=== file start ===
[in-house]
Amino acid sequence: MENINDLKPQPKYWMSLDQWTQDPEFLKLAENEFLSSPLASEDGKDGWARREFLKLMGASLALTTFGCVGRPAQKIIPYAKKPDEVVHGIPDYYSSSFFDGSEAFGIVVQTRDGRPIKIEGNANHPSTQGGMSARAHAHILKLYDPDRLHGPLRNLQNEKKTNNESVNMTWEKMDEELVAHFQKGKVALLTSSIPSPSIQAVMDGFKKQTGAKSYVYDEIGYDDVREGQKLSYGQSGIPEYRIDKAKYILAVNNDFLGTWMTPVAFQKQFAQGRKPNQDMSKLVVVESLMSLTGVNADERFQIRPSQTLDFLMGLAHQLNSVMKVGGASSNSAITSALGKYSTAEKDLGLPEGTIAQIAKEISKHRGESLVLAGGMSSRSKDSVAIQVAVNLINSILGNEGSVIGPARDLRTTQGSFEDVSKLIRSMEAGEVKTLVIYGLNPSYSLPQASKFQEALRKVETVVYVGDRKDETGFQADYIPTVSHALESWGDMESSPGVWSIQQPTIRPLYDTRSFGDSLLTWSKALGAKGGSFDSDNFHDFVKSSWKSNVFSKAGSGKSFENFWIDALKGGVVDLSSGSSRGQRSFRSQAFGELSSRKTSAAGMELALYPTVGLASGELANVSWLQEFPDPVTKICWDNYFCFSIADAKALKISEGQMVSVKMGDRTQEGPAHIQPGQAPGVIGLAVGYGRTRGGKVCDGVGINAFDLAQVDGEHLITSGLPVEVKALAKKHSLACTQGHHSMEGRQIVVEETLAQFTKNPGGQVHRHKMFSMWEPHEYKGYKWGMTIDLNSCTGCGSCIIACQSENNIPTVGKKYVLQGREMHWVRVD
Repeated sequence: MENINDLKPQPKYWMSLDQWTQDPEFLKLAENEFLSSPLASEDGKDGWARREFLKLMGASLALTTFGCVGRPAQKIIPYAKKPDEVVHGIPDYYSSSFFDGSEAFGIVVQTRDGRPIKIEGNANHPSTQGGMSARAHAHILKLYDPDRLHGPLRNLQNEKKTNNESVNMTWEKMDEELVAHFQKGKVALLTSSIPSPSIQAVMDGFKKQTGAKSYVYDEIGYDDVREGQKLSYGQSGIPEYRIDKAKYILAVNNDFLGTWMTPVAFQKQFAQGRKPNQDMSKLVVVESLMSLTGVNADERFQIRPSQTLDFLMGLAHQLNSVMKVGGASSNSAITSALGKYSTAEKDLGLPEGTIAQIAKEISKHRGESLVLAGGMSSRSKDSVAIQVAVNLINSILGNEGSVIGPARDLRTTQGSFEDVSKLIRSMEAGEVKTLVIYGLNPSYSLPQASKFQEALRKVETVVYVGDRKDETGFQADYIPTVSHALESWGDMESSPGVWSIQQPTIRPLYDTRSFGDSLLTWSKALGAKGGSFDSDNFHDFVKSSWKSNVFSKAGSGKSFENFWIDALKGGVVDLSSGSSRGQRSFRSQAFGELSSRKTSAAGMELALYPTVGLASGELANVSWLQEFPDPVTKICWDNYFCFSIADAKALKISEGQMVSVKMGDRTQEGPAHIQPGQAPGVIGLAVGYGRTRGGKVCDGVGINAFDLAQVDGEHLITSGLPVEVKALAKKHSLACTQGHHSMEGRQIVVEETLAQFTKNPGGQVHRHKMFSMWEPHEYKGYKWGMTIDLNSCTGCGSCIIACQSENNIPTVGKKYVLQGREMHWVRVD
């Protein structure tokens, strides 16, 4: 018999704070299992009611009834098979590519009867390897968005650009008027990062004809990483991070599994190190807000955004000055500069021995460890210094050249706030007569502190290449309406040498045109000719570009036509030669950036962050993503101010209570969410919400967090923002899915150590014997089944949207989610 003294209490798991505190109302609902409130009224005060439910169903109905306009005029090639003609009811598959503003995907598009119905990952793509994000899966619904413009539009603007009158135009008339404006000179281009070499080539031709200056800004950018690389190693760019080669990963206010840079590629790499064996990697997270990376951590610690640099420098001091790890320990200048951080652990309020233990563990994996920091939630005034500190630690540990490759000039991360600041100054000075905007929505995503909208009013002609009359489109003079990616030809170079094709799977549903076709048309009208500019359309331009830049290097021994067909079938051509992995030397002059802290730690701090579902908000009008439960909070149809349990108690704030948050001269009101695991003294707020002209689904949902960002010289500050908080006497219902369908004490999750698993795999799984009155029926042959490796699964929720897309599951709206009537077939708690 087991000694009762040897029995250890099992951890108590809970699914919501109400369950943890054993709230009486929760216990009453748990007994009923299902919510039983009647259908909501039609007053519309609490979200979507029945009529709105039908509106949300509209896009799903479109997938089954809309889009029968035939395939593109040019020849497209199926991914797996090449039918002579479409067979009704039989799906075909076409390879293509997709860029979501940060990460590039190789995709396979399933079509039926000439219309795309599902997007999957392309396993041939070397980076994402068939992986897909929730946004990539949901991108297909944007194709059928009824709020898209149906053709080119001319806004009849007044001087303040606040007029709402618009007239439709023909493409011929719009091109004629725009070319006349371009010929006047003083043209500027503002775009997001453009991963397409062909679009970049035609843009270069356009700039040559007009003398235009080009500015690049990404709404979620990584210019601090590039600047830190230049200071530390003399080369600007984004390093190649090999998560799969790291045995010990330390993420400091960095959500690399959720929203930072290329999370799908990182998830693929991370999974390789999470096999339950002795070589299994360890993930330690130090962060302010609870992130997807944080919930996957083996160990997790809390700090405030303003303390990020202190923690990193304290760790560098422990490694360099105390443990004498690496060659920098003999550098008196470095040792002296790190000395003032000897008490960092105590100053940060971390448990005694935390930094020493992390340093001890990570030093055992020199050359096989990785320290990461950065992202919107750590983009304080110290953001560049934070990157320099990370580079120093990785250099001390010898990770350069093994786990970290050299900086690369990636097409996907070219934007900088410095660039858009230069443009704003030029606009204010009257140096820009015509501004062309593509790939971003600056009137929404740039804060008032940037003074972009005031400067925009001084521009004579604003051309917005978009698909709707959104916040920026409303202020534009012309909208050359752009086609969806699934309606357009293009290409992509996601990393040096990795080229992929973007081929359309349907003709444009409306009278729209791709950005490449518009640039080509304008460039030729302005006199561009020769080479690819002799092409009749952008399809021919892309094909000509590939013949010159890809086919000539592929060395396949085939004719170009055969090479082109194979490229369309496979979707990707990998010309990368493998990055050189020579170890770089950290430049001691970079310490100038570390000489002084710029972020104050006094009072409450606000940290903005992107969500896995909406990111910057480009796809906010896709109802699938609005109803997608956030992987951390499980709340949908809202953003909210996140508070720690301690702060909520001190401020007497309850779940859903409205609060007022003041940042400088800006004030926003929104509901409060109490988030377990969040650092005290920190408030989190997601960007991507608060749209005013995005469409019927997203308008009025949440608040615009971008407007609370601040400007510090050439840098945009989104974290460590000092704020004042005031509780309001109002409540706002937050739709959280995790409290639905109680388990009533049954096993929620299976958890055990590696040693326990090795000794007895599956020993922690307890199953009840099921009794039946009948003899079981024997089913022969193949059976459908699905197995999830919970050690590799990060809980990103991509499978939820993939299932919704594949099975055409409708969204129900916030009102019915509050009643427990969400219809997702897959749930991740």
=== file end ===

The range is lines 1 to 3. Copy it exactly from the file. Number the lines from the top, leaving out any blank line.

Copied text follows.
[in-house]
Amino acid sequence: MENINDLKPQPKYWMSLDQWTQDPEFLKLAENEFLSSPLASEDGKDGWARREFLKLMGASLALTTFGCVGRPAQKIIPYAKKPDEVVHGIPDYYSSSFFDGSEAFGIVVQTRDGRPIKIEGNANHPSTQGGMSARAHAHILKLYDPDRLHGPLRNLQNEKKTNNESVNMTWEKMDEELVAHFQKGKVALLTSSIPSPSIQAVMDGFKKQTGAKSYVYDEIGYDDVREGQKLSYGQSGIPEYRIDKAKYILAVNNDFLGTWMTPVAFQKQFAQGRKPNQDMSKLVVVESLMSLTGVNADERFQIRPSQTLDFLMGLAHQLNSVMKVGGASSNSAITSALGKYSTAEKDLGLPEGTIAQIAKEISKHRGESLVLAGGMSSRSKDSVAIQVAVNLINSILGNEGSVIGPARDLRTTQGSFEDVSKLIRSMEAGEVKTLVIYGLNPSYSLPQASKFQEALRKVETVVYVGDRKDETGFQADYIPTVSHALESWGDMESSPGVWSIQQPTIRPLYDTRSFGDSLLTWSKALGAKGGSFDSDNFHDFVKSSWKSNVFSKAGSGKSFENFWIDALKGGVVDLSSGSSRGQRSFRSQAFGELSSRKTSAAGMELALYPTVGLASGELANVSWLQEFPDPVTKICWDNYFCFSIADAKALKISEGQMVSVKMGDRTQEGPAHIQPGQAPGVIGLAVGYGRTRGGKVCDGVGINAFDLAQVDGEHLITSGLPVEVKALAKKHSLACTQGHHSMEGRQIVVEETLAQFTKNPGGQVHRHKMFSMWEPHEYKGYKWGMTIDLNSCTGCGSCIIACQSENNIPTVGKKYVLQGREMHWVRVD
Repeated sequence: MENINDLKPQPKYWMSLDQWTQDPEFLKLAENEFLSSPLASEDGKDGWARREFLKLMGASLALTTFGCVGRPAQKIIPYAKKPDEVVHGIPDYYSSSFFDGSEAFGIVVQTRDGRPIKIEGNANHPSTQGGMSARAHAHILKLYDPDRLHGPLRNLQNEKKTNNESVNMTWEKMDEELVAHFQKGKVALLTSSIPSPSIQAVMDGFKKQTGAKSYVYDEIGYDDVREGQKLSYGQSGIPEYRIDKAKYILAVNNDFLGTWMTPVAFQKQFAQGRKPNQDMSKLVVVESLMSLTGVNADERFQIRPSQTLDFLMGLAHQLNSVMKVGGASSNSAITSALGKYSTAEKDLGLPEGTIAQIAKEISKHRGESLVLAGGMSSRSKDSVAIQVAVNLINSILGNEGSVIGPARDLRTTQGSFEDVSKLIRSMEAGEVKTLVIYGLNPSYSLPQASKFQEALRKVETVVYVGDRKDETGFQADYIPTVSHALESWGDMESSPGVWSIQQPTIRPLYDTRSFGDSLLTWSKALGAKGGSFDSDNFHDFVKSSWKSNVFSKAGSGKSFENFWIDALKGGVVDLSSGSSRGQRSFRSQAFGELSSRKTSAAGMELALYPTVGLASGELANVSWLQEFPDPVTKICWDNYFCFSIADAKALKISEGQMVSVKMGDRTQEGPAHIQPGQAPGVIGLAVGYGRTRGGKVCDGVGINAFDLAQVDGEHLITSGLPVEVKALAKKHSLACTQGHHSMEGRQIVVEETLAQFTKNPGGQVHRHKMFSMWEPHEYKGYKWGMTIDLNSCTGCGSCIIACQSENNIPTVGKKYVLQGREMHWVRVD